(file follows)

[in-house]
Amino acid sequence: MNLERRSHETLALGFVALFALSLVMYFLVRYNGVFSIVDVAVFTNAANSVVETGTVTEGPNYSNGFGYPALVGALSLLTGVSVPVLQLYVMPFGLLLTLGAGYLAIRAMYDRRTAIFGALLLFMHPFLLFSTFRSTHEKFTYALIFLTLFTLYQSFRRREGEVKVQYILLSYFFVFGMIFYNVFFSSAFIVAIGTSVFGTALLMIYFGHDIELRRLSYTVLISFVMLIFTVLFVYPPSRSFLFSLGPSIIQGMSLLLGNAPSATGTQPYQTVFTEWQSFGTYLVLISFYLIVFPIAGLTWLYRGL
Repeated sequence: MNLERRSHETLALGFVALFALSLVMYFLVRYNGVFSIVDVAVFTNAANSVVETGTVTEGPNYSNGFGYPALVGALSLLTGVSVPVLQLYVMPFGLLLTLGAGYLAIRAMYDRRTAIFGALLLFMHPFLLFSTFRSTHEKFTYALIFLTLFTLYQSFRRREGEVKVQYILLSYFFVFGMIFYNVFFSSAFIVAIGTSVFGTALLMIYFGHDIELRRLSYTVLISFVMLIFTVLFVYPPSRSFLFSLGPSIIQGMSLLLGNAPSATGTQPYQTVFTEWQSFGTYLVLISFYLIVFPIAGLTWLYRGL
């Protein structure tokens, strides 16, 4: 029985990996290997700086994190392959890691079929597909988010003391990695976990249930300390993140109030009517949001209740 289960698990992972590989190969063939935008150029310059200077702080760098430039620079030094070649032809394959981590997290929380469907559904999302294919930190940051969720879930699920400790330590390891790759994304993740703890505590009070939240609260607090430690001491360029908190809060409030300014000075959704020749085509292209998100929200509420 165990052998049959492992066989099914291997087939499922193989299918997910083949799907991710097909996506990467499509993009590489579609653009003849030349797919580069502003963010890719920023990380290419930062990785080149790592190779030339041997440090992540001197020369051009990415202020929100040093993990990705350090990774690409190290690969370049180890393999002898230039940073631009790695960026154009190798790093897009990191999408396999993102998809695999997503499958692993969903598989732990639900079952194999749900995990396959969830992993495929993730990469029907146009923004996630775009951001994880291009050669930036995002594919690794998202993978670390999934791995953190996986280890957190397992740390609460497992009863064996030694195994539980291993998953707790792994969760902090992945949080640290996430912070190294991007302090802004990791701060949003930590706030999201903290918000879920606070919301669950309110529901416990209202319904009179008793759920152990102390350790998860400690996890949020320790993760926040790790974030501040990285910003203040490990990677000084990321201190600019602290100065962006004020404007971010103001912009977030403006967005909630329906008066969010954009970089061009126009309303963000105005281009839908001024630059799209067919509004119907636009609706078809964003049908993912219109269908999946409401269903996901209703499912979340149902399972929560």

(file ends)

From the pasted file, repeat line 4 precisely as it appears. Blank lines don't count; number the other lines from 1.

């Protein structure tokens, strides 16, 4: 029985990996290997700086994190392959890691079929597909988010003391990695976990249930300390993140109030009517949001209740 289960698990992972590989190969063939935008150029310059200077702080760098430039620079030094070649032809394959981590997290929380469907559904999302294919930190940051969720879930699920400790330590390891790759994304993740703890505590009070939240609260607090430690001491360029908190809060409030300014000075959704020749085509292209998100929200509420 165990052998049959492992066989099914291997087939499922193989299918997910083949799907991710097909996506990467499509993009590489579609653009003849030349797919580069502003963010890719920023990380290419930062990785080149790592190779030339041997440090992540001197020369051009990415202020929100040093993990990705350090990774690409190290690969370049180890393999002898230039940073631009790695960026154009190798790093897009990191999408396999993102998809695999997503499958692993969903598989732990639900079952194999749900995990396959969830992993495929993730990469029907146009923004996630775009951001994880291009050669930036995002594919690794998202993978670390999934791995953190996986280890957190397992740390609460497992009863064996030694195994539980291993998953707790792994969760902090992945949080640290996430912070190294991007302090802004990791701060949003930590706030999201903290918000879920606070919301669950309110529901416990209202319904009179008793759920152990102390350790998860400690996890949020320790993760926040790790974030501040990285910003203040490990990677000084990321201190600019602290100065962006004020404007971010103001912009977030403006967005909630329906008066969010954009970089061009126009309303963000105005281009839908001024630059799209067919509004119907636009609706078809964003049908993912219109269908999946409401269903996901209703499912979340149902399972929560």